Have Words–Will Write 'Em

On Books, Writers, Most Things Written, Including My Light Verse.

I Review Hisham Matar’s “Anatomy of a Disappearance”

without comments

Raised early on in Libya and Egypt, novelist Hisham Matar is an American-born Libyan writer who now lives in London. In 1979, Matar’s father was kidnapped and imprisoned by the Gadhafi regime and hasn’t been seen since. Matar’s first novel, In the Country of Men, (2006) dealt with a nine-year old child’s perspective on atrocities committed by the Libyan government: kidnappings, torture, public executions. The book, semi-autobiographical, was short-listed for the Mann Booker prize and was a fiction finalist for the National Book Critic’s Circle’s award.

Matar’s second and newest novel, Anatomy of a Disappearance, also parallels the author’s life; it speaks, again, of loss and longing in a story that is at once poetic and mysterious.

Nuri el Alfi (age fourteen through his mid-twenties) narrates this tale of his father’s disappearance at the hands of a tyrannical unnamed Arab regime. Father, Kamal Pasha el-Alfi, was a former minister in the overthrown government and the executed king’s closest advisor. The current regime sees him as a “backward traitor, ” though he’s “done nothing but call for the freedom of his people.”

It’s 1972, around the Christmas holidays. Nuri and his twenty-eight-year-old paramour of a stepmother, Mona, are in a restaurant in Montreux, Switzerland, when she reads the news that Nuri’s father has been abducted in Geneva. Soon, Mona, young Nuri, the family lawyer Hass, and the police begin a search for Father. The search is fruitless, but Nuri tries to remain hopeful, even while he’s away in boarding school.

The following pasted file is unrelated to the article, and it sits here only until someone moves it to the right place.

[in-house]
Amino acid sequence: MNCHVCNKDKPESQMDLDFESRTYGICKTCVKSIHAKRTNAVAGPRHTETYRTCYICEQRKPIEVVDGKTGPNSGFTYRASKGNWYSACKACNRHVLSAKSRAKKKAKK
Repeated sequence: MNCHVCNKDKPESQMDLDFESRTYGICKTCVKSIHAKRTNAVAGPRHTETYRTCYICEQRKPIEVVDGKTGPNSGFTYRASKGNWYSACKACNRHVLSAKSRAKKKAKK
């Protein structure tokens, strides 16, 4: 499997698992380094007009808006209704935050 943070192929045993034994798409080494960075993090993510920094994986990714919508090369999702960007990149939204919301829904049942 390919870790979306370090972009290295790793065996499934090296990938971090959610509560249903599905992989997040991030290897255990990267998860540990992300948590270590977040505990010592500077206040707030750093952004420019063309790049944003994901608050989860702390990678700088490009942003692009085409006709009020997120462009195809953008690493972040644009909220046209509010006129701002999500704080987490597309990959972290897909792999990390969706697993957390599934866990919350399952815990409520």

Nuri was raised primarily by the maid Naima, who loves him like a son. Nuri returns that love. His love for Father is more complicated. He not only loves Father, a confident and elegant man who followed his own law, he wants to be him. His need for his father is intense: Nuri’s whole capacity for hope and longing are directed at his missing father.  Sometimes, though, Nuri isn’t occupied by discovering what happened to Father; he’s obsessed by the physical need to be near him. He imagines detecting a whiff of Father from the man’s watch; he smells Father’s “musky warm skin, ” ) though the man is absent. Nuri’s sexual relationship with Mona complicates but doesn’t diminish his love for Father.

Culpability, failure, and regret consume Nuri. “I felt guilty too, as I continue to feel today, at having lost him, at not knowing how to find him or take his place. Every day I let my father down.”

Later, at twenty-four and out of graduate school, Nuri tries again to track down Father. He pursues old leads, tracks down Hass, witnesses, and household servants, especially Naima. Some of those leads reveal an astonishing view of Father’s private life; others manifest insights into Nuri’s own. A heartfelt mystery of a novel, trenchant and poetic at just the right times, Anatomy is a topical and excellent follow-up to In the Country of Men.

You can buy Anatomy of a Disappearance at Barnes & Noble.

Written by Joe Peschel

September 1st, 2011 at 9:37 am